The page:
We are The Guardians of Remembrance

Battle of the Atlantic
Commemoration Ceremony at the branch on May 6th, 2018

The name "Battle of the Atlantic", coined by Winston Churchill in 1941, covers a campaign that began on the first day of the European war and lasted for six years, involved thousands of ships and stretched over hundreds of miles of the vast ocean and seas in a succession of more than 100 convoy battles and perhaps 1,000 single-ship encounters. Tactical advantage switched back and forth over the six years as new weapons, tactics and counter-measures were developed by both sides. The British and their allies gradually gained the upper hand, driving the German surface raiders from the ocean by the end of 1942 and decisively defeating the U-boats in a series of convoy battles between March and May 1943. New German submarines arrived in 1945, but they were too late to affect the course of the war.

When war broke out, Canadian navy personnel amounted to just 3,684 officers and crew, including RCN Reserve and Volunteer Reserve.

Within a year, more than 10,000 had mustered in and by 1944, Its numerical strength peaked at 95,705 officers and men serving in 378 warships. In total, 110,000 men and women served in the RCN during the War, every one of them a volunteer.

This recruitment represents an amazing fifty-fold in pre-War strength, compared to a twenty-fold increase of the US Navy, a fourteen-fold increase of the Royal Australian Navy and an eight-fold increase of the Royal Navy.

The Merchant Navy lost 1,629 Canadians and Newfoundlanders, or others who served on ships registered in Canada or Newfoundland. It includes the names of eight women. Many other Canadians, whose names are unknown, died serving on ships of Allied merchant navies. Also, 198 Canadian seamen were taken prisoner when their ships were captured or sunk, often in the very early years of the war. Many spent more than four years interned and eight died as prisoners of war or during repatriation.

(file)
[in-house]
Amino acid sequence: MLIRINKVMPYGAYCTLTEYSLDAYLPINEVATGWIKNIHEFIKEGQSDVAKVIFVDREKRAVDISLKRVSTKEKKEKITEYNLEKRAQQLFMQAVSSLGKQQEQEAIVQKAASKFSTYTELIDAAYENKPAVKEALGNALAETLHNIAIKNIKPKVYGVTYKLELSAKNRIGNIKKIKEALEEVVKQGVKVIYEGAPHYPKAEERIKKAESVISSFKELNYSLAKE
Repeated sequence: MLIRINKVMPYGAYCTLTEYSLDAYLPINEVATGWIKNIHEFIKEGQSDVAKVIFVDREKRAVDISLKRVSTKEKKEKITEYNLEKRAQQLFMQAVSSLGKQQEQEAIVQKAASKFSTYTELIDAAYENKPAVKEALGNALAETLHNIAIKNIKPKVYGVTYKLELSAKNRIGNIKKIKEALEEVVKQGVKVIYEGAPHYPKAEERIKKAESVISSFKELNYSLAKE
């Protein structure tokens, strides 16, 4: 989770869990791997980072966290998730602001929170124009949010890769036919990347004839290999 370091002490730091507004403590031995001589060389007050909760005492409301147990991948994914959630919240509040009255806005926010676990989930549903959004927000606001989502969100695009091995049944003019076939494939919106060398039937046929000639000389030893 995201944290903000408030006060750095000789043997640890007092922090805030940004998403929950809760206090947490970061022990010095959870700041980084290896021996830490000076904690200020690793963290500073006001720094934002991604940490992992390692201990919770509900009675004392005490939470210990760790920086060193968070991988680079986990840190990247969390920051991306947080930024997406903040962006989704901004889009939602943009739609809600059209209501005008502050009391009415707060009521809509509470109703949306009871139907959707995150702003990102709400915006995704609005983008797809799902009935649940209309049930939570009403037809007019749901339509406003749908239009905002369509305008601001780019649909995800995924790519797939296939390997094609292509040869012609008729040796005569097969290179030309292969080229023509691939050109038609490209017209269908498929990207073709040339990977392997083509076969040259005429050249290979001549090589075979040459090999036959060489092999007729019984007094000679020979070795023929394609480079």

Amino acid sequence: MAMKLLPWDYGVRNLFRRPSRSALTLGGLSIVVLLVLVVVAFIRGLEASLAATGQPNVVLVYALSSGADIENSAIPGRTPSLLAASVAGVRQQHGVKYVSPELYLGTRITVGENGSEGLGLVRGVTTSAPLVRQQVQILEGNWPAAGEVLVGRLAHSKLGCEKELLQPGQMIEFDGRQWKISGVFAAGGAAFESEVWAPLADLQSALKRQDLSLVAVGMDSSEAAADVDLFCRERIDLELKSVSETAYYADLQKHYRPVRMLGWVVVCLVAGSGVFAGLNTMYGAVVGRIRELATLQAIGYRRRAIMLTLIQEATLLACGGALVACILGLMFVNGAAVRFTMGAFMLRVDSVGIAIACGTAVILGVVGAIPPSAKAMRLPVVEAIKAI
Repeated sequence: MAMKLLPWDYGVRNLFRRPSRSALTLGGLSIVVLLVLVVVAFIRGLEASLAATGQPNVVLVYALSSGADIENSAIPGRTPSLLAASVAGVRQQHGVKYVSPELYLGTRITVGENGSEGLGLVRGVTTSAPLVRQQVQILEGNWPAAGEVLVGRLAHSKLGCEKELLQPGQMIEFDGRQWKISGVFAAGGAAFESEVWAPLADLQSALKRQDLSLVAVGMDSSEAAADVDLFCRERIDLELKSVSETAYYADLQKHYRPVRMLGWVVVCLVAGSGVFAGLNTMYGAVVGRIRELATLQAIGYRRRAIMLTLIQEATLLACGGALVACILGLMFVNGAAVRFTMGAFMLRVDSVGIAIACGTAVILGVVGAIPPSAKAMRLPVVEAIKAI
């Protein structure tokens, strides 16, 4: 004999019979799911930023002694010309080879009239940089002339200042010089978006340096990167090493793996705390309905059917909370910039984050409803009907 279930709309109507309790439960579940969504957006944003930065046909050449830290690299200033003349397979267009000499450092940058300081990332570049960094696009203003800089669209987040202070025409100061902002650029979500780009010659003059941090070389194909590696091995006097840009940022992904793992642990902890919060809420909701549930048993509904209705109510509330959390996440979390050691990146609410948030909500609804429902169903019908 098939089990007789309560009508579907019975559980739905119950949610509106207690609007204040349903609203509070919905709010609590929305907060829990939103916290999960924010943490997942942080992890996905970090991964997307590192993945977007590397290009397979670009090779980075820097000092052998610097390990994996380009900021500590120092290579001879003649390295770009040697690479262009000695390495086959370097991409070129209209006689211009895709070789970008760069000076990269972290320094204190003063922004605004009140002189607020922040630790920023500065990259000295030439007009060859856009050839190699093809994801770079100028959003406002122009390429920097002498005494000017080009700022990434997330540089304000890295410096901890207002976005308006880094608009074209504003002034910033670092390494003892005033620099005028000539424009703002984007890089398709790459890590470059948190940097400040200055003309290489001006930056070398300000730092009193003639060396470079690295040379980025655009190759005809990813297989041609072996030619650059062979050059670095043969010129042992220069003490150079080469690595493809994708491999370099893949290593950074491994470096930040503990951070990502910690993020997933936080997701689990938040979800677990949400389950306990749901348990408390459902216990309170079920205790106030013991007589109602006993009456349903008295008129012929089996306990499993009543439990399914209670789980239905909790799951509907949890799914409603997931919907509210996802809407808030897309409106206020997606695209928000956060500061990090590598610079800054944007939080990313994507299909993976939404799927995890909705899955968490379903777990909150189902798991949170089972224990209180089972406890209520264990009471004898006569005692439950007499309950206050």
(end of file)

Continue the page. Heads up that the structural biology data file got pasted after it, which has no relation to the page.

HMCS Ottawa

Navy The Royal Canadian Navy
Type Destroyer
Class C 
Pennant H 60 
Built by Portsmouth Dockyard (Portsmouth, U.K.): Hawthorn Leslie & Co. (Hebburn-on-Tyne, U.K.) 
Ordered 13 Feb 1930 
Laid down 12 Sep 1930 
Launched 30 Sep 1931 
Commissioned 15 Jun 1938 
Lost 14 Sep 1942 
Loss position 47 55'N, 43 27'W

The RCN lost 1,965 men and 24 ships during the War, most of them in the Atlantic.

One of those ships was the destroyer HMCS Ottawa

At 02.05 hours on 14 September 1942 the German submarine U-91 fired a spread of two torpedoes at a destroyer and observed a hit. Then they saw another destroyer, made a full circle and fired at 02.15 hours one torpedo, which hit amidships and caused the ship to blow up and sink immediately.

Walkerling thought that they had sunk two destroyers, but in fact HMCS Ottawa (A/Lt.Cdr. Clark Anderson Rutherford, RCN), escorting convoy ON-127, was hit twice and sank in position 4755'N, 4327'W (German naval grid BC 6191) with the loss of 113 crew. There were 67 survivors.


They shall grow not old, as we that are left grow old:
Age shall not weary them, nor the years condemn.
At the going down of the sun and in the morning,
We will remember them.